What you need to know:
- Before handing over, you may be tempted to whisper negative things about the company or individuals in an attempt to make whoever is replacing you hate the employer or coworkers.
- It is not good to badmouth your employer or co-workers to your replacement or the prospective employer because you will look as if you are the one with vendetta, and you will gain nothing.
Got fired? Here are things you shouldn't do
Don't rant about your former employees
Before the shock of being let go wears off, you may be tempted to vent your frustrations. You may feel targeted unfairly and say things just to seek sympathy. When Stacy was fired from her job, she took to social media and griped about her former boss. Unbeknown to her, the ranting dented her resume and by the time she was deleting the venomous posts, the damage had already been done. Like Stacy, some employees, when fired, feel wronged by their employers. Some tell the boss or fellow workers off in the heat of the moment. Avoid going down this path and try to control your emotions. You never know who your next employer will be and overreacting will only miminise your chances of landing another good job.
Don't damage property on way out
After working diligently for that organisation while staying in good books with everyone, it is normal to wonder if that undignified firing is the right way to reward your loyalty. You may feel like doing something as payback. Some disgruntled employees can damage property or steal something on their way out without realising that this only puts a dent on their professionalism, and can actually land them in jail. They may even tamper with crucial data such as system codes. Avoid this at all costs.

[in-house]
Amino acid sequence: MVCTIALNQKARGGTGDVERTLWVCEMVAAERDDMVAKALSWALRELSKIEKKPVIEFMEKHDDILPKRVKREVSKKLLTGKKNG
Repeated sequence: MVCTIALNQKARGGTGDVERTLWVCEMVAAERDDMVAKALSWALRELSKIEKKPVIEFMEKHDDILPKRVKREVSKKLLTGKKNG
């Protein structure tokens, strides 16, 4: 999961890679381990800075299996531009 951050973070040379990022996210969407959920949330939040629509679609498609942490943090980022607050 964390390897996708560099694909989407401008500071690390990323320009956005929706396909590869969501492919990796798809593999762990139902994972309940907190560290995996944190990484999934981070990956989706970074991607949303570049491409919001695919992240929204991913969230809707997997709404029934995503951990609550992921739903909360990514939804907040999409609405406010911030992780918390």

Before handing over, you may be tempted to whisper negative things about the company or individuals in an attempt to make whoever is replacing you hate the employer or coworkers. It is not good to badmouth your employer or co-workers to your replacement or the prospective employer because you will look as if you are the one with vendetta, and you will gain nothing.
During a job interview, if you badmouth your former employer in a bid to gain sympathy, expect eye rolls from the interviewing panel. They will wonder what fault on your part led to the dismissal or exit in the first place. Speaking ill of others will only paint you in negative light.
Don't burn bridges
If you are thinking of writing a resume to another employer after that firing, you should ask your former employer for a reference. In case the two of you had bad chemistry, request for a neutral worded one. No matter how bad the employer was, a bad reference can break your career, so think about this before you burn bridges.